Feet are unsung heroes. They carry you for thousands of steps a day. And when you walk or run, every time your foot hits the ground, it’s loaded with an impact force that is equal to one-and-a-half to three times your body weight.
Are you thanking them for all that? Most of us simply stick them in our shoes and forget about them. Unless something starts to hurt.
Since an ounce of prevention is worth a pound of cure, here are some preventive measures to keep your feet healthy and happy.
First, regular exercise — and, yes, I mean special movements for your feet — will preserve mobility and strength, which helps your feet function better. These are three of my favorites:
- Toe stretch and ankle roll: while sitting, cross one ankle over the opposite thigh. Lace your fingers between your toes to separate them and push them back into extension. This will stretch the muscles on the sole and the plantar fascia. Next, gently roll the ankle in a circle five times, reverse direction, and repeat.
- Toe point and curl with ankle pump: sit with one leg extended, foot off the floor. Point and curl your toes down, then flex the ankle and straighten the toes, stretching them up. Repeat 10 times. Now switch it up — point down at the ankle but stretch your toes up, then flex the ankle and, at the same time, bend or point your toes down, 10 times.
- Calf stretch: place your hands against a wall and step one foot back. Bend the front knee and lunge forward while keeping the back heel on the floor. You should feel tension in your calf and/or your Achilles tendon. Do two repetitions of at least 30 seconds on each leg.
Self-massage is another treat for your feet. And it improves circulation and the mobility of the soft tissue in your tootsies. As a bonus, foot massage has been shown to decrease stress.
Here’s how to do it:
- Find a small ball. Though there are wooden foot rollers made especially for this, and they’re nice, a golf or racquet ball works just fine.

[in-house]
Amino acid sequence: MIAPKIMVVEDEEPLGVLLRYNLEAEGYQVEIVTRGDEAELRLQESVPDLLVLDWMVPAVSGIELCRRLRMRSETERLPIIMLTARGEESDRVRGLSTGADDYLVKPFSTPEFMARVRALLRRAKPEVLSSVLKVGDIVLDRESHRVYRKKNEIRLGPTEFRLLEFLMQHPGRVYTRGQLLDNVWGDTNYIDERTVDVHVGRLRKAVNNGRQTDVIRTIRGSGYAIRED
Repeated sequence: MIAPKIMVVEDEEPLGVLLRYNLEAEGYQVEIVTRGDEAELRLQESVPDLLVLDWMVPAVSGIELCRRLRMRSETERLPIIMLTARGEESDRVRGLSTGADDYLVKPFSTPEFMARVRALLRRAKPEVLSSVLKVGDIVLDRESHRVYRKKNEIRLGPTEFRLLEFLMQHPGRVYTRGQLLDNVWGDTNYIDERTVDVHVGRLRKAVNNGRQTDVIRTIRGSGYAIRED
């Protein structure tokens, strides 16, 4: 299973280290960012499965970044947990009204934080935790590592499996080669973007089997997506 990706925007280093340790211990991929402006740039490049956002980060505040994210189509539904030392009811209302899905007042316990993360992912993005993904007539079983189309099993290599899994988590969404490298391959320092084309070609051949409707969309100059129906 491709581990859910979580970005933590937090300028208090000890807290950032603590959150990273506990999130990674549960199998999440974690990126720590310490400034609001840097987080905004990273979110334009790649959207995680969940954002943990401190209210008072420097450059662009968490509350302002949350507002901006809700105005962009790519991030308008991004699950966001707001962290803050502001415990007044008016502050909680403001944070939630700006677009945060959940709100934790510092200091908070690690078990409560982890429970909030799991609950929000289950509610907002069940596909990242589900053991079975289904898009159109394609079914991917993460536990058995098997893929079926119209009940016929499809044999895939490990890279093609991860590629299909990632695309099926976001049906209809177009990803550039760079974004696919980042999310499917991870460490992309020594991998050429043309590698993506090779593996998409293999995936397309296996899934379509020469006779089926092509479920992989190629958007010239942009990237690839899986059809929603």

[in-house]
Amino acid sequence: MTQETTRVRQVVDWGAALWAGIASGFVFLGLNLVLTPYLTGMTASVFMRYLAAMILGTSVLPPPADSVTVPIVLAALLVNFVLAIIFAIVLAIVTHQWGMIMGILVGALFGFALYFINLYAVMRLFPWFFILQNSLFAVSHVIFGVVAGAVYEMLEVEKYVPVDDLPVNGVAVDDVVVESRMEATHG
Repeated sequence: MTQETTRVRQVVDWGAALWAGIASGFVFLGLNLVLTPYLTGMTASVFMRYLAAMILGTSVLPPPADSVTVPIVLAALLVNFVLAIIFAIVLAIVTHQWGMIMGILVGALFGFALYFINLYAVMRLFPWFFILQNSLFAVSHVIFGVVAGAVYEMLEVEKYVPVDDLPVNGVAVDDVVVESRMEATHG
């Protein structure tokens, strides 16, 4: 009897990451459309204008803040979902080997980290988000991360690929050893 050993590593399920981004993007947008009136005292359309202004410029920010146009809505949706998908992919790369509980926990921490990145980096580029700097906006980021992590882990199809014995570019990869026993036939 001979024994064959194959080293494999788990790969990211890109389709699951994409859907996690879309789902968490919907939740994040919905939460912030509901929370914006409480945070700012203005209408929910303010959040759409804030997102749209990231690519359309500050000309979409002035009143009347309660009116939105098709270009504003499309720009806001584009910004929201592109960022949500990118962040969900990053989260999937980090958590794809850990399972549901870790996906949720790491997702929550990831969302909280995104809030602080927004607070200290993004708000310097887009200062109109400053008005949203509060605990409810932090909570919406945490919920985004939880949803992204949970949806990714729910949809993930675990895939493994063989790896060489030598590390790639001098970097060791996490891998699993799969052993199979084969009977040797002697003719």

- Sit in a chair with one foot on top of the ball, resting on the area just in front of your heel.
- Roll the ball along the sole of the foot to the base of your toes. Go back and forth several times. Try rolling along the inner and outer edges of your foot as well as straight up the middle. Start with light pressure and gradually increase.
- It should feel good, but if you find tender spots you can apply sustained gentle pressure.
Finally, you want to make sure your hooves have a happy home, so buy good-quality shoes. They should provide a balance between cushioning and support. A shoe that’s too rigid will cause a loss of mobility, while the minimalist models don’t provide enough support for most people. Size does matter: proper fit is crucial. Get your feet measured when you shop. You’d be surprised how much your shoe size or width can change over time. Always try on shoes at the end of the day, to account for swelling.
Unfortunately, even the best shoes don’t last forever, so be sure to replace them when they wear out. Conventional wisdom says you should replace your walking or running shoes after 300-500 miles. Most runners track their mileage more diligently than their checkbooks, but what if you’re not sure about miles or you do other kinds of workouts? Here are some signs that you need new kicks: the heel is breaking down, you feel that the cushioning has compressed and no longer has any bounce, or you develop foot pain without any apparent cause.
It’s worth taking good care of your feet. May they give you many more miles.